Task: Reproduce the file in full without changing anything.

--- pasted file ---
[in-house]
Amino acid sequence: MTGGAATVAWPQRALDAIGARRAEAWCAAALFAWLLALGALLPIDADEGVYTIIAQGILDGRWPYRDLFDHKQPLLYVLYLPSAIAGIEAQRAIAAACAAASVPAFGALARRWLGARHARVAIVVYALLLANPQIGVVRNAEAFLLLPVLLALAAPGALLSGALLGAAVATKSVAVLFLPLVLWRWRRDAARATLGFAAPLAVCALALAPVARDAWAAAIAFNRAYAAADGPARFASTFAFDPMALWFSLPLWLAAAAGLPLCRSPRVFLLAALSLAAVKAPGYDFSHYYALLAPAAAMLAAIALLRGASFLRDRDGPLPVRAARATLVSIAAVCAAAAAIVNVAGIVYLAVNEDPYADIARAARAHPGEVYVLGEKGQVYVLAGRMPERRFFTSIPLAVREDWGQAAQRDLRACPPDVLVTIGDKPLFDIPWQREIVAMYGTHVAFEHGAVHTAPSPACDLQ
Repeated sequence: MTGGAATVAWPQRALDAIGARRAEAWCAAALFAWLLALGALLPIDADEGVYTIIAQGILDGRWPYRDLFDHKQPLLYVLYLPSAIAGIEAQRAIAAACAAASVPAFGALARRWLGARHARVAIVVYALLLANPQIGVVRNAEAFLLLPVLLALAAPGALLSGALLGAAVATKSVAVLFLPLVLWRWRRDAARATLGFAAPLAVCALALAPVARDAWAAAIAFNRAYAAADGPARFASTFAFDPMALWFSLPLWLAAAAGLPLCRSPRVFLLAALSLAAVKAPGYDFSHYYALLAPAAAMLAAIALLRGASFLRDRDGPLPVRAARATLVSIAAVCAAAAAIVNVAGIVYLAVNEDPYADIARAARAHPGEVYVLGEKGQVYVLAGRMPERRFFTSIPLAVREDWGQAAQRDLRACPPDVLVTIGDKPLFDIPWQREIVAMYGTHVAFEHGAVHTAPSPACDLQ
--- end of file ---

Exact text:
[in-house]
Amino acid sequence: MTGGAATVAWPQRALDAIGARRAEAWCAAALFAWLLALGALLPIDADEGVYTIIAQGILDGRWPYRDLFDHKQPLLYVLYLPSAIAGIEAQRAIAAACAAASVPAFGALARRWLGARHARVAIVVYALLLANPQIGVVRNAEAFLLLPVLLALAAPGALLSGALLGAAVATKSVAVLFLPLVLWRWRRDAARATLGFAAPLAVCALALAPVARDAWAAAIAFNRAYAAADGPARFASTFAFDPMALWFSLPLWLAAAAGLPLCRSPRVFLLAALSLAAVKAPGYDFSHYYALLAPAAAMLAAIALLRGASFLRDRDGPLPVRAARATLVSIAAVCAAAAAIVNVAGIVYLAVNEDPYADIARAARAHPGEVYVLGEKGQVYVLAGRMPERRFFTSIPLAVREDWGQAAQRDLRACPPDVLVTIGDKPLFDIPWQREIVAMYGTHVAFEHGAVHTAPSPACDLQ
Repeated sequence: MTGGAATVAWPQRALDAIGARRAEAWCAAALFAWLLALGALLPIDADEGVYTIIAQGILDGRWPYRDLFDHKQPLLYVLYLPSAIAGIEAQRAIAAACAAASVPAFGALARRWLGARHARVAIVVYALLLANPQIGVVRNAEAFLLLPVLLALAAPGALLSGALLGAAVATKSVAVLFLPLVLWRWRRDAARATLGFAAPLAVCALALAPVARDAWAAAIAFNRAYAAADGPARFASTFAFDPMALWFSLPLWLAAAAGLPLCRSPRVFLLAALSLAAVKAPGYDFSHYYALLAPAAAMLAAIALLRGASFLRDRDGPLPVRAARATLVSIAAVCAAAAAIVNVAGIVYLAVNEDPYADIARAARAHPGEVYVLGEKGQVYVLAGRMPERRFFTSIPLAVREDWGQAAQRDLRACPPDVLVTIGDKPLFDIPWQREIVAMYGTHVAFEHGAVHTAPSPACDLQ